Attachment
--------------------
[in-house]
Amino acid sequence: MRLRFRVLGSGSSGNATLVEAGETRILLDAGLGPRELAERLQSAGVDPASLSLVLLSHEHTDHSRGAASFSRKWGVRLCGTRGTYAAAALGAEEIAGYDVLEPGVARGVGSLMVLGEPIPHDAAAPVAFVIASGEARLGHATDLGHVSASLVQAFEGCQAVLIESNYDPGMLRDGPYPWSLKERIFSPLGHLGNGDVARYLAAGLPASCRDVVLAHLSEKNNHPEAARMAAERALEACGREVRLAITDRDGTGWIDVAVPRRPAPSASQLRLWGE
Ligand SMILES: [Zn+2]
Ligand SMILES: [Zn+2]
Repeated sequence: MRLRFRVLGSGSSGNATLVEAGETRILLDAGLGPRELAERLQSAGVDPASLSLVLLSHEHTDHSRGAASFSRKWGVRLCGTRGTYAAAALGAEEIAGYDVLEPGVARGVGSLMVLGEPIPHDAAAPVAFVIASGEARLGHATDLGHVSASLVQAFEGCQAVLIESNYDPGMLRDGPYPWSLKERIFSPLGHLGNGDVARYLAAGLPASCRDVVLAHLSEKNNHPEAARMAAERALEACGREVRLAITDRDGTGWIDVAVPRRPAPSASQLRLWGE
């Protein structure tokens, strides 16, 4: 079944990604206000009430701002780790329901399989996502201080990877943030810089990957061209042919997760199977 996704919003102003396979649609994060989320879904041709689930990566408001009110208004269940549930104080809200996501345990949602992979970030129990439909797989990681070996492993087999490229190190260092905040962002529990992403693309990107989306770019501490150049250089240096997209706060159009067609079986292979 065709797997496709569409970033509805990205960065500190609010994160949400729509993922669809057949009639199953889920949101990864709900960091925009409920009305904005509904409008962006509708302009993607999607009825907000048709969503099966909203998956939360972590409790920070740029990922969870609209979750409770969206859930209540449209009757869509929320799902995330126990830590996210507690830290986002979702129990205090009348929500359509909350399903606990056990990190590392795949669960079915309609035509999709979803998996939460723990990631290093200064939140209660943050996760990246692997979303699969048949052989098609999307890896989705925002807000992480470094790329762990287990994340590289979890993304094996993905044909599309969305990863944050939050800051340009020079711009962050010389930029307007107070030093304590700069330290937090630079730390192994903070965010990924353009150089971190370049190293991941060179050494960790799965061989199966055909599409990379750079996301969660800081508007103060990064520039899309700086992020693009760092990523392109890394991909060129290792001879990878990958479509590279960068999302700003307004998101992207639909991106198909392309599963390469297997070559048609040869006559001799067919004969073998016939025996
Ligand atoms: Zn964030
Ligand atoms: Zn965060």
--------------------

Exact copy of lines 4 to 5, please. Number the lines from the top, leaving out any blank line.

Ligand SMILES: [Zn+2]
Repeated sequence: MRLRFRVLGSGSSGNATLVEAGETRILLDAGLGPRELAERLQSAGVDPASLSLVLLSHEHTDHSRGAASFSRKWGVRLCGTRGTYAAAALGAEEIAGYDVLEPGVARGVGSLMVLGEPIPHDAAAPVAFVIASGEARLGHATDLGHVSASLVQAFEGCQAVLIESNYDPGMLRDGPYPWSLKERIFSPLGHLGNGDVARYLAAGLPASCRDVVLAHLSEKNNHPEAARMAAERALEACGREVRLAITDRDGTGWIDVAVPRRPAPSASQLRLWGE